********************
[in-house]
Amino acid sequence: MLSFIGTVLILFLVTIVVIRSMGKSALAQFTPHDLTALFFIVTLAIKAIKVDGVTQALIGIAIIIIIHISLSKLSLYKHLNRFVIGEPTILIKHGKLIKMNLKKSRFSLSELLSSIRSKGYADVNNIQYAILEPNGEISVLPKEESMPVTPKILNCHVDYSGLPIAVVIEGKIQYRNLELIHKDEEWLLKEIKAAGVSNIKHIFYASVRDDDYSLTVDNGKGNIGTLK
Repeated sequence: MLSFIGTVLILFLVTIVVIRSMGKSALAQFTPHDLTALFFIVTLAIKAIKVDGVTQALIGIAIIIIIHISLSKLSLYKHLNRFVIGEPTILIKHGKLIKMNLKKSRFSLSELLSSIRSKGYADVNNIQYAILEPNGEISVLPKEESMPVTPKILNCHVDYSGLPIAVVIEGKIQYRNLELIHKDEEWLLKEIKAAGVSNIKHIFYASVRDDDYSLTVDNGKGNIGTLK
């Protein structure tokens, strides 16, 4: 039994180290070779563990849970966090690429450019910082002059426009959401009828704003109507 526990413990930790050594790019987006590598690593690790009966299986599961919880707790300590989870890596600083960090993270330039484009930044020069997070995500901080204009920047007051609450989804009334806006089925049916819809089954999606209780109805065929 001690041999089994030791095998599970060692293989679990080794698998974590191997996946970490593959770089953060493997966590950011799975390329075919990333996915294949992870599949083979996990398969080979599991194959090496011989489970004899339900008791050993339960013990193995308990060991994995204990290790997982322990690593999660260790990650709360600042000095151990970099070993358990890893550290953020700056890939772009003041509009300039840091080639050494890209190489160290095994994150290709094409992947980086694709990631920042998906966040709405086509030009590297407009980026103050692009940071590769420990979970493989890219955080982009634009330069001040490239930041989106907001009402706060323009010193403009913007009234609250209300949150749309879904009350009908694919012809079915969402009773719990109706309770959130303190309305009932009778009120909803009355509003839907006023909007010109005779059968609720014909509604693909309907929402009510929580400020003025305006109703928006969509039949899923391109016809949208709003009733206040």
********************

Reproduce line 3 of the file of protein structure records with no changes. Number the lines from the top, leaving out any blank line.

Repeated sequence: MLSFIGTVLILFLVTIVVIRSMGKSALAQFTPHDLTALFFIVTLAIKAIKVDGVTQALIGIAIIIIIHISLSKLSLYKHLNRFVIGEPTILIKHGKLIKMNLKKSRFSLSELLSSIRSKGYADVNNIQYAILEPNGEISVLPKEESMPVTPKILNCHVDYSGLPIAVVIEGKIQYRNLELIHKDEEWLLKEIKAAGVSNIKHIFYASVRDDDYSLTVDNGKGNIGTLK